Review Summary: Old School Meets New School3 of 3 thought this review was well written
Italy is a nation of equality, independence, and political prowess. At one point, Italy even housed the capital of the Roman Empire, the largest empire in the world. Few countries are injected with as much history and culture. Known for mouth-watering cuisine, fine art, exquisite cinema, and some of the most outstanding architecture in the world; annually Italy attracts 43.7 million visitors worldwide. Italy also births (Or Vomits) one of the heaviest acts in modern death metal, Vomit the Soul.
On first listen, it’s clear that Vomit the Soul has a thing for the more brutal side of Death Metal. This fixation is made apparent on this 8 track behemoth of a record, “Apostles of Inexpression.” Does VTS let up at any point; the answer is an indefinite no? Does it appear that they make an effort to cater to the faint of heart or weak-minded? The answer is also, no.
What VTS does do well, be it deliberately or accidental is craft a sound so vile, so odious, and so despicable that it takes repeated listens to appreciate the band’s intent. A sound so sadistic and cruel in nature will makes you sick to your stomach. One may start to question their humanity. It has left me and others in complete disgust with themselves, but to my surprise a part of me finds pleasure in such a twisted art form. Such a sound so straightforward and void of any melody can easily fall prey to being generic, but it just doesn’t.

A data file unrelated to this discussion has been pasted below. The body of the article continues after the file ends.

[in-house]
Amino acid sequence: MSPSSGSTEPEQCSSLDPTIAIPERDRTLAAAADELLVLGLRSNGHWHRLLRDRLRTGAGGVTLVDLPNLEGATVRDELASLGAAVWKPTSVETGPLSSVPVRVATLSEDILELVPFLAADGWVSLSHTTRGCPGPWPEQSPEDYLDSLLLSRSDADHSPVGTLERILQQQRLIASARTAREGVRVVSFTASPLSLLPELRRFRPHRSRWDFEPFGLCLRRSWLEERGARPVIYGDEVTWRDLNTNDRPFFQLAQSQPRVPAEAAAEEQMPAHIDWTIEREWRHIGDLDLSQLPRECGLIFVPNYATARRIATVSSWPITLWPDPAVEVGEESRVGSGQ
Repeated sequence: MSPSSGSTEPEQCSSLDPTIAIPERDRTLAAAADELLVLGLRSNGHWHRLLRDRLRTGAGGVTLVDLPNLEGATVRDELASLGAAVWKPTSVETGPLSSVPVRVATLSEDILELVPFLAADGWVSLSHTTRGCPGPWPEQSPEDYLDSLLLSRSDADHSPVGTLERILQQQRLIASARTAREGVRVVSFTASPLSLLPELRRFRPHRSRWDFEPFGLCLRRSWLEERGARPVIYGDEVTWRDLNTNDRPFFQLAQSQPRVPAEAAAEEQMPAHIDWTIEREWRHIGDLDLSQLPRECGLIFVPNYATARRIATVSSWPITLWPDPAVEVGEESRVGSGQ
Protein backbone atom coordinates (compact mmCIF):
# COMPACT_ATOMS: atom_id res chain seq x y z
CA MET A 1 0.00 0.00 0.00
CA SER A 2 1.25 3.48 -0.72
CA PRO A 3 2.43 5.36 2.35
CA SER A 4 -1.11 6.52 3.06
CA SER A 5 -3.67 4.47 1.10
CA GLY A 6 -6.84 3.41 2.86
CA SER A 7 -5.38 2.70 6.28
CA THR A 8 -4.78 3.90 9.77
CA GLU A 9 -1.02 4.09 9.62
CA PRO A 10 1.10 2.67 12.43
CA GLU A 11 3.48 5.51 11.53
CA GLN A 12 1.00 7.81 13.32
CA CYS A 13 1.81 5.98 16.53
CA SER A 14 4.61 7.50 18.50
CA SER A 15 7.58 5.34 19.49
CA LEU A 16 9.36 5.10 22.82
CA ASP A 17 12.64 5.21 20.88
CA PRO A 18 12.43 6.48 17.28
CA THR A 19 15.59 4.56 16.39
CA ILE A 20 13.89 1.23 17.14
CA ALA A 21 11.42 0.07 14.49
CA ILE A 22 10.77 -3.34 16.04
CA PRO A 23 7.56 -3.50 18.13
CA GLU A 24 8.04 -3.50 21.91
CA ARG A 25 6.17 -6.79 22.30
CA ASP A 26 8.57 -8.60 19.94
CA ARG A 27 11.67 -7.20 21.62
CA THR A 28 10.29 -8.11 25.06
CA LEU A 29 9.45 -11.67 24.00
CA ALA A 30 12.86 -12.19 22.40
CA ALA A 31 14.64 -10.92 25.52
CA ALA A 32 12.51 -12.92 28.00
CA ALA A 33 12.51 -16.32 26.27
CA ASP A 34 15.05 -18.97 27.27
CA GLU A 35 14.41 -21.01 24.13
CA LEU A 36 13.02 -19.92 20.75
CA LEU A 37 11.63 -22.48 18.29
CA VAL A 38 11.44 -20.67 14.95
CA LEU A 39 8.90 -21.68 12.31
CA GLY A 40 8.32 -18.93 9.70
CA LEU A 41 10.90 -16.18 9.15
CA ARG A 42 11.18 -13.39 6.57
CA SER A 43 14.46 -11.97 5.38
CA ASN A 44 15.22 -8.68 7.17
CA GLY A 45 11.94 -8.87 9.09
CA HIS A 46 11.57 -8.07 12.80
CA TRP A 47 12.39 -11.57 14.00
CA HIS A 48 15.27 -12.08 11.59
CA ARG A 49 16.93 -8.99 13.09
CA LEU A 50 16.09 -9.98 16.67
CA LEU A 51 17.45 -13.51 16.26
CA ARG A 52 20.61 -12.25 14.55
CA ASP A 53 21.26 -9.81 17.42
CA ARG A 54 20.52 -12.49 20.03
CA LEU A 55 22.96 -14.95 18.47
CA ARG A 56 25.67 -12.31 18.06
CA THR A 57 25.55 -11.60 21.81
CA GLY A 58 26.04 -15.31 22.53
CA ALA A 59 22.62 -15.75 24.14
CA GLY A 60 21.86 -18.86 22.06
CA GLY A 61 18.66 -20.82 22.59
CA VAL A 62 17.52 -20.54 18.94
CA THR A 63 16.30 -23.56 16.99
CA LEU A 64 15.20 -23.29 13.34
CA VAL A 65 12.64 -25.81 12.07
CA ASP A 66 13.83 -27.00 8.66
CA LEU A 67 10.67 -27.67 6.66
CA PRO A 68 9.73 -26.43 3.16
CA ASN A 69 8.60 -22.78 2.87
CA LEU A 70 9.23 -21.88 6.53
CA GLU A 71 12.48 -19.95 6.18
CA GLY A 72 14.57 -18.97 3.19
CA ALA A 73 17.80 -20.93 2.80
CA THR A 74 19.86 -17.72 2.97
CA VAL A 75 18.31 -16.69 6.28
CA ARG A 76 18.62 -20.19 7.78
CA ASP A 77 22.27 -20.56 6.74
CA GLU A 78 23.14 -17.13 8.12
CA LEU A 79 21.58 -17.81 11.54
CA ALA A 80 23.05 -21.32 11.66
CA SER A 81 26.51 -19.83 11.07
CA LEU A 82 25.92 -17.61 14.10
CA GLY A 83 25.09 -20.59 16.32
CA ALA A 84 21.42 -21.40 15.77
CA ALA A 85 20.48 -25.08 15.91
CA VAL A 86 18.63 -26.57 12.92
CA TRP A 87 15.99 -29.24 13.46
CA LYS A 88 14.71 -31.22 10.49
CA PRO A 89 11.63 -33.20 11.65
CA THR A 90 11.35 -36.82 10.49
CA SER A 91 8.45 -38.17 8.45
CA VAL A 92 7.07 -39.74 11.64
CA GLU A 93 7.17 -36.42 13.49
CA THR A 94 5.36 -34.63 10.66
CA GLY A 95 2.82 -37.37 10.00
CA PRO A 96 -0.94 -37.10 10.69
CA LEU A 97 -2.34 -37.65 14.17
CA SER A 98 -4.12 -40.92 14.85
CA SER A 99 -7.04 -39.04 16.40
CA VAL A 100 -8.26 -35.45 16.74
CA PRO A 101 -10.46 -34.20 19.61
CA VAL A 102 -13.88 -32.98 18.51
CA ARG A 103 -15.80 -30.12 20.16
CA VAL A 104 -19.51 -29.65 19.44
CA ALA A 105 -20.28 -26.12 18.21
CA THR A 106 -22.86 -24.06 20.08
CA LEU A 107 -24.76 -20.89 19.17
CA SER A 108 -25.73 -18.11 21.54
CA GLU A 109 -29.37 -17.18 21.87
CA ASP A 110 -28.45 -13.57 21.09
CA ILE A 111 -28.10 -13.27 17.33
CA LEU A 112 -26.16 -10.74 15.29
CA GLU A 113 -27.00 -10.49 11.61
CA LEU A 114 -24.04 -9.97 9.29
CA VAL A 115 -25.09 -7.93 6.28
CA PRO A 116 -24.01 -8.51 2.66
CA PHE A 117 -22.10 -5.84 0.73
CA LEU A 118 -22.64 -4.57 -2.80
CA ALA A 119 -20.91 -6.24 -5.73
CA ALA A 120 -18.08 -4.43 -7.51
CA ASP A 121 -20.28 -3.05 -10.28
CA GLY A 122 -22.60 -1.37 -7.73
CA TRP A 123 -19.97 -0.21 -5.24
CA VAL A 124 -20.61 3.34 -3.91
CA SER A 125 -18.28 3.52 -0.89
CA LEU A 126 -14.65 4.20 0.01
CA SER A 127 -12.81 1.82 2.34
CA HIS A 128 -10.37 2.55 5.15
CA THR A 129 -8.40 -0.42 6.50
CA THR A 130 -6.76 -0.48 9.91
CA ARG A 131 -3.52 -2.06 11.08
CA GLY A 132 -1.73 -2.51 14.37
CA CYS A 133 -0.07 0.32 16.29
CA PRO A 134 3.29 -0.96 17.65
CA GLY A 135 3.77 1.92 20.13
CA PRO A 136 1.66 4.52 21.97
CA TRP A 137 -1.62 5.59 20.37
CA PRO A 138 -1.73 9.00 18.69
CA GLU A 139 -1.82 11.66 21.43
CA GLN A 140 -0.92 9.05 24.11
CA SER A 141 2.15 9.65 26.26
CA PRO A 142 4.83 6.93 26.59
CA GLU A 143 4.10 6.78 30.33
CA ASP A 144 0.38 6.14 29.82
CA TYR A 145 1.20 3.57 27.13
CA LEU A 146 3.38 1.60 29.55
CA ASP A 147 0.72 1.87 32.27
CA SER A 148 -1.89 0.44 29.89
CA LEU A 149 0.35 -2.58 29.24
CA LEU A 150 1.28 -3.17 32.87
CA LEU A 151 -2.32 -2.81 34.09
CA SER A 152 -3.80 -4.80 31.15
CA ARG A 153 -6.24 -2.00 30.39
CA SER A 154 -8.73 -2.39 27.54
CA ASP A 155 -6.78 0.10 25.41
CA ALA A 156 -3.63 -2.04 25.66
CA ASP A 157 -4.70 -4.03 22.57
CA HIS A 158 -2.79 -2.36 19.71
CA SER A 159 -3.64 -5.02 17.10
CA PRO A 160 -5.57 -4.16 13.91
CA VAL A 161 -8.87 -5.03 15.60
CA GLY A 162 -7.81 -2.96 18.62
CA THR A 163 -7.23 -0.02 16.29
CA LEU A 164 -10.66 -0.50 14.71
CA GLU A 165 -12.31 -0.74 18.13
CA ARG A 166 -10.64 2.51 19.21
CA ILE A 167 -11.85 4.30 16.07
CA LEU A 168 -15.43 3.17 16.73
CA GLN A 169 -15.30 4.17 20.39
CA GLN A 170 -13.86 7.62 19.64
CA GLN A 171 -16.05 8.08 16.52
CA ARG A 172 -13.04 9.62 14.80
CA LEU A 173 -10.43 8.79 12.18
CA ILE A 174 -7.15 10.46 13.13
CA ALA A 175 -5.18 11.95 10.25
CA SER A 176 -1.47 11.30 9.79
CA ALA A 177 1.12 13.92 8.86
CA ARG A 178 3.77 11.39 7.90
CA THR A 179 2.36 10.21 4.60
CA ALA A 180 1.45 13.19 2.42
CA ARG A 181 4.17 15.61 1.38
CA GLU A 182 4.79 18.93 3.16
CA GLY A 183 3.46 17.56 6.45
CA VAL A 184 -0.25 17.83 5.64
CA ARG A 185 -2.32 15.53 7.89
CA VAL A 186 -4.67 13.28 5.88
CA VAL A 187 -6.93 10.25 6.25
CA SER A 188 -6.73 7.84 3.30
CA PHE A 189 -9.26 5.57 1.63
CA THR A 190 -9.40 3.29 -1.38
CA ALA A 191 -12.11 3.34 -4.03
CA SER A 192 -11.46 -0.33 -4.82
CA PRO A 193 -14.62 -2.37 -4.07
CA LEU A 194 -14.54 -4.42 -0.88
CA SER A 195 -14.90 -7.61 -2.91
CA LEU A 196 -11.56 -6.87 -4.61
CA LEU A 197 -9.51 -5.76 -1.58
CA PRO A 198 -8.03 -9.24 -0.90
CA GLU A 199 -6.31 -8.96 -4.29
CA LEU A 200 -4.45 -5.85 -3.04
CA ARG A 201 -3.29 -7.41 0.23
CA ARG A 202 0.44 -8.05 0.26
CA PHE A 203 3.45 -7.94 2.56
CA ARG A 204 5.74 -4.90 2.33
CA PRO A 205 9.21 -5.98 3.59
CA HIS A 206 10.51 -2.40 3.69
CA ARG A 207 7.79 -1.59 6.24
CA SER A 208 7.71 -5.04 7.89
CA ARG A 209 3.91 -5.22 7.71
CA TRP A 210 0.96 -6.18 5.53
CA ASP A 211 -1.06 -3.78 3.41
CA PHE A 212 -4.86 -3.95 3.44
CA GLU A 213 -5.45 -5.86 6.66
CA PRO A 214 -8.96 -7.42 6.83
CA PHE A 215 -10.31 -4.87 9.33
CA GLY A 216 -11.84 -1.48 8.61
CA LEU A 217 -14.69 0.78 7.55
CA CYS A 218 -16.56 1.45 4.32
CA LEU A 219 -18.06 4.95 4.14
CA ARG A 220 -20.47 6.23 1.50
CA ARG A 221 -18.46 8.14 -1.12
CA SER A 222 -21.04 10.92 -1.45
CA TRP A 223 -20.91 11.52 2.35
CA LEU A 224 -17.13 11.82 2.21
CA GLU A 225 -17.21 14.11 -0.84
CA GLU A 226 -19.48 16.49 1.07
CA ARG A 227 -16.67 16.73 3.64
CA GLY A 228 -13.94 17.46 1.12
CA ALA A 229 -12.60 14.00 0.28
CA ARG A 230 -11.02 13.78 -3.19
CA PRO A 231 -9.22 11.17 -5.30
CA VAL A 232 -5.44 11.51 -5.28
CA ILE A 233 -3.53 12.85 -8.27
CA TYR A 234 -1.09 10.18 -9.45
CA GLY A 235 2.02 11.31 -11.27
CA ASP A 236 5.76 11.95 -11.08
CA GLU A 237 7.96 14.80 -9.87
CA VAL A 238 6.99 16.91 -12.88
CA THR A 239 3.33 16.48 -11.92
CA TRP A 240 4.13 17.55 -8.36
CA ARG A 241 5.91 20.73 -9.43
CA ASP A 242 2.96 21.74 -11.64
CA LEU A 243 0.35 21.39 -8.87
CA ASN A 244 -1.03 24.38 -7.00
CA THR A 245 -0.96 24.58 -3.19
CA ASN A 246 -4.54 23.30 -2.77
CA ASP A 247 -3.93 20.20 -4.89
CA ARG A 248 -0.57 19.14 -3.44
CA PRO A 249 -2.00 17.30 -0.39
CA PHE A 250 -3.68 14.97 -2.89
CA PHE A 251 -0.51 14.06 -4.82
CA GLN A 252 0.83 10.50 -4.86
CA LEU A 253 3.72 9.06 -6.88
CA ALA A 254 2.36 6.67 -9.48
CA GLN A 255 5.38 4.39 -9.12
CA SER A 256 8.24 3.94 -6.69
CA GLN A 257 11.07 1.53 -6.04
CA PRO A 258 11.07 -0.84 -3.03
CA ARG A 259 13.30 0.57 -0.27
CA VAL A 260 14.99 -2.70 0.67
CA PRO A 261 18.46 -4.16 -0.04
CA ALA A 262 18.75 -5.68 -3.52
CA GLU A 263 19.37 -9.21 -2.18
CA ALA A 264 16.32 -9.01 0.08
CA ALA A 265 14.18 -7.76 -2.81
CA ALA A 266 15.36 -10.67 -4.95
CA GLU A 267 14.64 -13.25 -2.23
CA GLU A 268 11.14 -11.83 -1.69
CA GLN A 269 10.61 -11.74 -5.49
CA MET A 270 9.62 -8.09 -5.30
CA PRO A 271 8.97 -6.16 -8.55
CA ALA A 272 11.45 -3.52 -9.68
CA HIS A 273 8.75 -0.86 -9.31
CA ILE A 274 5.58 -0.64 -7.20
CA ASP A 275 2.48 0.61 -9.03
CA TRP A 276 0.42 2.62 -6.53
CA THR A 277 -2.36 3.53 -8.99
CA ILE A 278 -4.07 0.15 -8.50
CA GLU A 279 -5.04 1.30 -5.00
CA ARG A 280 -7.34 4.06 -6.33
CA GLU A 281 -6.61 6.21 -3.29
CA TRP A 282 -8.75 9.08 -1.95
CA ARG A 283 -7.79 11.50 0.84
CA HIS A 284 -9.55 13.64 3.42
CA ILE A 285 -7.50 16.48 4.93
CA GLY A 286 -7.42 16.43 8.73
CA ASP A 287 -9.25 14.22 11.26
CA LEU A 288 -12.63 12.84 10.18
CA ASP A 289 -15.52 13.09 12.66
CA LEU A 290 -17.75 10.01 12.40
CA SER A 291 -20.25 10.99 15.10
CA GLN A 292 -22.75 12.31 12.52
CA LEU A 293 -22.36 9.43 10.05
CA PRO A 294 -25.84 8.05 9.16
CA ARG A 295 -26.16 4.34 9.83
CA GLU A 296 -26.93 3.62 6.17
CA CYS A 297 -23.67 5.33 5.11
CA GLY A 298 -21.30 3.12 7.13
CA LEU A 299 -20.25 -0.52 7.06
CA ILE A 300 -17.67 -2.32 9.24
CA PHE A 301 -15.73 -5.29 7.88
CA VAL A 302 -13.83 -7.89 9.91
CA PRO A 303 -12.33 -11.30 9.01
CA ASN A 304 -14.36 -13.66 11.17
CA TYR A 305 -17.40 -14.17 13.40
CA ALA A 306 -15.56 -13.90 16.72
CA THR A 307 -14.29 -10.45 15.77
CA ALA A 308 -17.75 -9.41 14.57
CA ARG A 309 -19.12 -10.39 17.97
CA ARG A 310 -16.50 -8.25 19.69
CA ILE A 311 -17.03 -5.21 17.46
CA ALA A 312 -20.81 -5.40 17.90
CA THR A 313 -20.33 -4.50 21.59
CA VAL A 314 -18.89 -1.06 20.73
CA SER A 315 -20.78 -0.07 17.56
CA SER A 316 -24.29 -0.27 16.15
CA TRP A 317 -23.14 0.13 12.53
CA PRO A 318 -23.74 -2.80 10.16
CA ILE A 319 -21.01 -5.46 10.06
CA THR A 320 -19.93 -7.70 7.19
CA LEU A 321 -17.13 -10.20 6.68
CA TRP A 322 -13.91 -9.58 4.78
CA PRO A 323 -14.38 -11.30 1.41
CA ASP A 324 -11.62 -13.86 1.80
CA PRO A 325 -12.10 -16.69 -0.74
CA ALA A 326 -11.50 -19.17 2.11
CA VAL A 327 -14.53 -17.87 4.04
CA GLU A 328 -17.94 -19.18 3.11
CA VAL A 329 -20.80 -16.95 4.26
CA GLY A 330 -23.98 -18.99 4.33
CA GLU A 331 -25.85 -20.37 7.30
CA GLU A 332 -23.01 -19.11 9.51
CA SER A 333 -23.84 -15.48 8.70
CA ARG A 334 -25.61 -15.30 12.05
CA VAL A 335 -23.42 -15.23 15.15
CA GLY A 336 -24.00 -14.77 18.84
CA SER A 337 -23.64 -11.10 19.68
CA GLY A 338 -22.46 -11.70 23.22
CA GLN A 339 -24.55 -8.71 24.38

Vocalist, Max delivers a performance so repulsive that it can only be described as “nasty.” To no one’s surprise his gutturals, the most noteworthy aspect of his performance do in fact sound like he’s “vomiting souls.” Similar to Suffocation’s Frank Mullin in execution, Max has a more impressive array at his disposal. His lows have an almost “organic,” feel, dynamic and full of life. His pig squeals are among the best I’ve ever heard, “Overcrowd” being a perfect example of said squeals. Changing pitch on a dime, his control is most astounding. His lows chug along and his highs shriek right along the careening guitar riffs. It’s safe to say that he has a fairly “technical” vocal performance.
Musically, VTS is what you’d expect. But, that’s not exactly a bad thing. VTS takes many of the techniques we’ve heard before, and executes them in interesting ways. The title track is an all too perfect illustration of this. Alone the riffs aren’t overly technical; but the song arrangements make up for this by having that “spontaneous” yet structured feel. The bass on this track though very simple, gives the last part of this track a more “complete” sound. The drums, like the other instruments on this album aren’t insanely technical, but they do their job well. They follow that same “spur-of-the-moment” structure that the guitars follow. Many albums are overshadowed by their title track; VTS on the other hand maintains this same level of creativity throughout.
If you’re looking for a take no prisoners listening experience with heavy emphasis on aggression you’ve come to the right place. If you’re looking for soaring melodies and solos, this isn’t the album for you, this album has almost none. Apostles of Inexpression is best described as a celebration of all things heavy, with a modern twist. Fans of old school death metal acts such as Suffocation and Cryptopsy will appreciate this album’s sound. Fans of the new will welcome the crisp production and fresh sound. Merging old with new VTS crafts an exceptionally pleasant listening experience.